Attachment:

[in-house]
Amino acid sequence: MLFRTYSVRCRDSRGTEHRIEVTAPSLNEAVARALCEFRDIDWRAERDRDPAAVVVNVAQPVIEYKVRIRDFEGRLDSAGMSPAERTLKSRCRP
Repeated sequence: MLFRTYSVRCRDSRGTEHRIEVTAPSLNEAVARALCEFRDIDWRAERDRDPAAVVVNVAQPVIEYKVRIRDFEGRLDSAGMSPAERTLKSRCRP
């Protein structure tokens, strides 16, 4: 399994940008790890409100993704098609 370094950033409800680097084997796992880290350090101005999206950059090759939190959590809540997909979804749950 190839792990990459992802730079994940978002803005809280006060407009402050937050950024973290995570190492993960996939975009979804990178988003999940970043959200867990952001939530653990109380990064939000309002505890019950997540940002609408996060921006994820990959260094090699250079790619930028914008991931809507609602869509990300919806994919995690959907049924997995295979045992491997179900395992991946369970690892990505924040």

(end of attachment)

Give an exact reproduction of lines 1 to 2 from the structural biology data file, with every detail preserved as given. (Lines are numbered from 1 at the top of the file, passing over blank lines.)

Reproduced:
[in-house]
Amino acid sequence: MLFRTYSVRCRDSRGTEHRIEVTAPSLNEAVARALCEFRDIDWRAERDRDPAAVVVNVAQPVIEYKVRIRDFEGRLDSAGMSPAERTLKSRCRP